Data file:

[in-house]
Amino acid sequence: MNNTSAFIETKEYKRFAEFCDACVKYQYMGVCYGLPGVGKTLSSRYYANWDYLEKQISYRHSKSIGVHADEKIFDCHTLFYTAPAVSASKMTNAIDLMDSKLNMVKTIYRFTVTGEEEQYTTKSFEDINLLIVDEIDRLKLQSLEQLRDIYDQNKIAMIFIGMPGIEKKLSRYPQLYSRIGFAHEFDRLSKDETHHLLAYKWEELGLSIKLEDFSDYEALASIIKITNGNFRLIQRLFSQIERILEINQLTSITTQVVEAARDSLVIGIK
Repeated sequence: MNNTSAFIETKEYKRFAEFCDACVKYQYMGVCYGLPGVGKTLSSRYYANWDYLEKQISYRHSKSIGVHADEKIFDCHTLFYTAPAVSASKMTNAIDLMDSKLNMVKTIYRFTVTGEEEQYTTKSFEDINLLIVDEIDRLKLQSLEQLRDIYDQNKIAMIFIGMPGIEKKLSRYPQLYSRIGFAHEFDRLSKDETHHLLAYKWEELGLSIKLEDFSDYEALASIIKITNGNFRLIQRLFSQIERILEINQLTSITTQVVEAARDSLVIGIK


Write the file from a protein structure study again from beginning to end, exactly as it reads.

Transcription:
[in-house]
Amino acid sequence: MNNTSAFIETKEYKRFAEFCDACVKYQYMGVCYGLPGVGKTLSSRYYANWDYLEKQISYRHSKSIGVHADEKIFDCHTLFYTAPAVSASKMTNAIDLMDSKLNMVKTIYRFTVTGEEEQYTTKSFEDINLLIVDEIDRLKLQSLEQLRDIYDQNKIAMIFIGMPGIEKKLSRYPQLYSRIGFAHEFDRLSKDETHHLLAYKWEELGLSIKLEDFSDYEALASIIKITNGNFRLIQRLFSQIERILEINQLTSITTQVVEAARDSLVIGIK
Repeated sequence: MNNTSAFIETKEYKRFAEFCDACVKYQYMGVCYGLPGVGKTLSSRYYANWDYLEKQISYRHSKSIGVHADEKIFDCHTLFYTAPAVSASKMTNAIDLMDSKLNMVKTIYRFTVTGEEEQYTTKSFEDINLLIVDEIDRLKLQSLEQLRDIYDQNKIAMIFIGMPGIEKKLSRYPQLYSRIGFAHEFDRLSKDETHHLLAYKWEELGLSIKLEDFSDYEALASIIKITNGNFRLIQRLFSQIERILEINQLTSITTQVVEAARDSLVIGIK